My guess is that the racial history of Palestine is pretty similar. I doubt that there was any replacement of the indigenous Jewish population. Many of them would have converted to Christianity. I’ve seen it estimated that about a third of the Jewish people would have converted to Christianity during the late Roman Empire. These were Greek-speaking Jews, whose conversion was assisted through theirs and the Christians’ use of the Septuagint, the Greek translation of the Old Testament/ Hebrew Bible. The remaining Jews probably did speak Aramaic. It was the popular language of the Jewish people at the time of Christ. It’s the language of the Targums, paraphrases of the Hebrew scriptures to help people, who couldn’t understand Hebrew, and the Talmud, the compilation of the rabbinical oral law and the debates and opinions of the sages. I also think that Aramaic would have been the language of some Christians as well. Syriac, the language of some eastern Orthodox Christians in Lebanon and Syria, developed from the form of Aramaic spoken by those communities in the fourth century AD.

As for the Arab conquest and the adoption of Arab culture, this seems to be the result of a conscious policy by the caliph Mu’awiya in the 8th century AD. The Arabs were a tiny minority amongst the subject peoples of the new Islamic empire, who had retained their languages and customs. Greek continued to be used as the language of the imperial civil service in the western half of the empire. Mu’awiya was afraid that the Muslim Arabs would lose their ethnic identity through being absorbed by the non-Muslim population, so that their only distinction between them and the peoples they ruled would be their Islamic faith. He therefore passed a series of legislation designed to strengthen Arab ethnic identity, such as changing the language of the civil service to Arabic. This set in motion the process of Arabization which saw the majority of the population of that part of the Roman Empire adopt the Arabic language, culture and Islam.

I’m not sure about Sand’s argument that European Jews are descendants of proselytes and aren’t racially Jewish. That’s an extreme view. But Greenstein’s right about the size of the Jewish population of the Roman Empire. It may have been as large as 8 per cent and there were huge synagogues in places like Alexandria and Sardinia.

I therefore consider it highly likely that the vast majority of Palestinians are descended from the Jewish people of ancient Israel and Judea. I’m also not surprised that many Muslim Palestinians have more recent Jewish ancestry. There were large Jewish communities in Palestine before the establishment of the state of Israel, and many Jews preferred to live under Muslim rule as there wasn’t the restrictions there they faced in Christendom.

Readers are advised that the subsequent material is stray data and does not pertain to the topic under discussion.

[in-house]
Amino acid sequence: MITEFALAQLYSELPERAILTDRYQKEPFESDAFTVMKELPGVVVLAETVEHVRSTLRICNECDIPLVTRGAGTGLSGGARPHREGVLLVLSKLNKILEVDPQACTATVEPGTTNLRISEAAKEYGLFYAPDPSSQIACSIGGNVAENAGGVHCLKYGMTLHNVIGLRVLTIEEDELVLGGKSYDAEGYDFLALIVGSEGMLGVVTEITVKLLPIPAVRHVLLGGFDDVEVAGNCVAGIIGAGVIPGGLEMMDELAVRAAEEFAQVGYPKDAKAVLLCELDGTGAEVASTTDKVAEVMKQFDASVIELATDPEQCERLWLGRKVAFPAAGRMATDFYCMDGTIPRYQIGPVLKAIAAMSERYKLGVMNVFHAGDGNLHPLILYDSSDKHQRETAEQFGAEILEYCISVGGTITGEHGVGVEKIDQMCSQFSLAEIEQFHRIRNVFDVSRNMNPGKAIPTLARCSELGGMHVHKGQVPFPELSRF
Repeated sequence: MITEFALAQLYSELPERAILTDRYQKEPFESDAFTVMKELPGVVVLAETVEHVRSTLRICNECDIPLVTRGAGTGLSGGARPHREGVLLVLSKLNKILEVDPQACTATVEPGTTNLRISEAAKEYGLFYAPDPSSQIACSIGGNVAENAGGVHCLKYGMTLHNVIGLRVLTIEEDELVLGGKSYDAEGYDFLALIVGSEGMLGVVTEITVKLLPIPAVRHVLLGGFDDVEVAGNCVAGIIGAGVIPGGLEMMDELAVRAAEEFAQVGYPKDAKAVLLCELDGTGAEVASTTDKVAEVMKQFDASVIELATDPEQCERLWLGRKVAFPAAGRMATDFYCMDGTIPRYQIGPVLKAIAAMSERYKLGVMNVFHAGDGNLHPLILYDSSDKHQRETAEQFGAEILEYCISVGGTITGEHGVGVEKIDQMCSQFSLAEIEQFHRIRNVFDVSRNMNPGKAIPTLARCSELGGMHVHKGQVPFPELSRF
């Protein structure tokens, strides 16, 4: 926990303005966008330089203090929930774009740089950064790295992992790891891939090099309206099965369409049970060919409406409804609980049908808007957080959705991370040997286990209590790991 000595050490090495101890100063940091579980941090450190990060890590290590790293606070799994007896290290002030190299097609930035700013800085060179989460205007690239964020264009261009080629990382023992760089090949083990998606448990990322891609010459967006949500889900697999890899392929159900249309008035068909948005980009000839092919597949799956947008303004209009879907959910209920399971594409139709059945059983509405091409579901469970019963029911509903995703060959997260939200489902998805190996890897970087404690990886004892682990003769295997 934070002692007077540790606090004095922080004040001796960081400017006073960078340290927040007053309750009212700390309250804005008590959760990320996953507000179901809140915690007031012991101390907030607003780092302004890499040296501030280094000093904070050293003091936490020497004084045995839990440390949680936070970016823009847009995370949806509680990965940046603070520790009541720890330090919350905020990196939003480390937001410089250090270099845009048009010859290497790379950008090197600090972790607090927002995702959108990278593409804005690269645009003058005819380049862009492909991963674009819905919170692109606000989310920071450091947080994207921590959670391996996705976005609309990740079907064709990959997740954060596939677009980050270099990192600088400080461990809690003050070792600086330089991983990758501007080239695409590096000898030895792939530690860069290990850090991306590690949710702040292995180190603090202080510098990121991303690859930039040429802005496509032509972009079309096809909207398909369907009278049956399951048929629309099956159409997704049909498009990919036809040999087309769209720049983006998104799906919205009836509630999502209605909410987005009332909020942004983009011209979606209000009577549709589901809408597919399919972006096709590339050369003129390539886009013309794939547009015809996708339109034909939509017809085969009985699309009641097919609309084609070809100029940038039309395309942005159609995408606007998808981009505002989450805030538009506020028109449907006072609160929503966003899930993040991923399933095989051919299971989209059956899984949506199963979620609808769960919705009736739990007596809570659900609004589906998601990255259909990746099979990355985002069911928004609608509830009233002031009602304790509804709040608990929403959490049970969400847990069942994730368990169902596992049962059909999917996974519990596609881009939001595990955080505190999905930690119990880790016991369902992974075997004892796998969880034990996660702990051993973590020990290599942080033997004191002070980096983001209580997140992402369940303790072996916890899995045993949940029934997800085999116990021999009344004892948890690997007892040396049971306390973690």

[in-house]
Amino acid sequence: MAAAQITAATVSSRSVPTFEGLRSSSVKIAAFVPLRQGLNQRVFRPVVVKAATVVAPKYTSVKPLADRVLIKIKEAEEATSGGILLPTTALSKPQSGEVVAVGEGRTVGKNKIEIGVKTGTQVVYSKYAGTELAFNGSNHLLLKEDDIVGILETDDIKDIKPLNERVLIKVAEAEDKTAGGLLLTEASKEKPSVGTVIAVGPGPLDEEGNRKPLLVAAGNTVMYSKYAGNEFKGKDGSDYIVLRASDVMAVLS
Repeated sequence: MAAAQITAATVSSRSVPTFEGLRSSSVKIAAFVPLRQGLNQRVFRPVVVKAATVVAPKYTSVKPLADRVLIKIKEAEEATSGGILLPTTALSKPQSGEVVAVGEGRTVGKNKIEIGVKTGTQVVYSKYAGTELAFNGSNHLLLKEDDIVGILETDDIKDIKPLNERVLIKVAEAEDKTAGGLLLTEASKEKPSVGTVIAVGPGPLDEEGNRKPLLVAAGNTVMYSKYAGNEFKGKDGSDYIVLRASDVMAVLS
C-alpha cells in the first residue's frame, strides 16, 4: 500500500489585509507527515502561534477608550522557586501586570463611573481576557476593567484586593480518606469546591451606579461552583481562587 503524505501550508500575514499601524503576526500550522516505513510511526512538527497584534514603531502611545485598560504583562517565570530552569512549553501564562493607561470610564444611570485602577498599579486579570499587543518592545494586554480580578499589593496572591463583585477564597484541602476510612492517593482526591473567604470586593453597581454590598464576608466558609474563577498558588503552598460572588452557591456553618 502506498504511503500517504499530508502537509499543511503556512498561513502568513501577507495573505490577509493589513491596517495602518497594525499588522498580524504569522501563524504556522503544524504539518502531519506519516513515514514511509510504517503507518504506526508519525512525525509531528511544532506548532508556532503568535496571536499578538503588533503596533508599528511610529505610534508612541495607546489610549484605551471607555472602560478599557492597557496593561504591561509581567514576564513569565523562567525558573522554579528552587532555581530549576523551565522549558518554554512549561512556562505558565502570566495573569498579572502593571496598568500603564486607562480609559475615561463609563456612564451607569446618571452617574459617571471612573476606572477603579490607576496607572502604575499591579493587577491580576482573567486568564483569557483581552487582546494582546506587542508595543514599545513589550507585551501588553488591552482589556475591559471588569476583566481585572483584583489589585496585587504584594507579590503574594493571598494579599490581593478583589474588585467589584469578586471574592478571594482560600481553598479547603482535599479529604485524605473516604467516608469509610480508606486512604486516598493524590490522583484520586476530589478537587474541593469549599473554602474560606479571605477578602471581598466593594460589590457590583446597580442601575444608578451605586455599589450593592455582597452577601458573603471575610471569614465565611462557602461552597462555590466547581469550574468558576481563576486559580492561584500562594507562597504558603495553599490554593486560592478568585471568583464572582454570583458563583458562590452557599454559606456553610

From the genetic perspective, they’re probably as Jewish as the Israelis, and so from that perspective also have an absolute right to remain on their ancestral lands against the attempts to expel and cleanse them by the Israeli state.

Anti-Semitism, Colonialism and Zionism

I’m not surprised that the Blairites and ultra-Zionist fanatics wanted to purge Tony Greenstein from the Labour party, as they have done with so many other entirely decent people. Greenstein is, like Moshe Machover, Naomi Wimborne-Idrissi and Jackie Walker, an anti-Zionist Jew. Which means he’s a danger to the British political and media establishment, which wishes to define British Jewry exclusively in terms of support for Israel. Or rather more narrowly, support for the current viciously racist Israeli administration. Left-wing Zionists, who also believe that the Palestinians should be treated decently and with dignity, have also suffered anti-Semitic vilification and abuse if they dare to protest against Netanyahu’s government. Jews like Greenstein, Machover, Walker and Wimborne-Idrissi are a threat to this, because they show that support for Israel is not a necessary or integral part of Jewish identity. Indeed, as David Rosenberg of the Jewish Socialist Group has pointed out, Zionism was until recent decades very much a minority position among European Jews.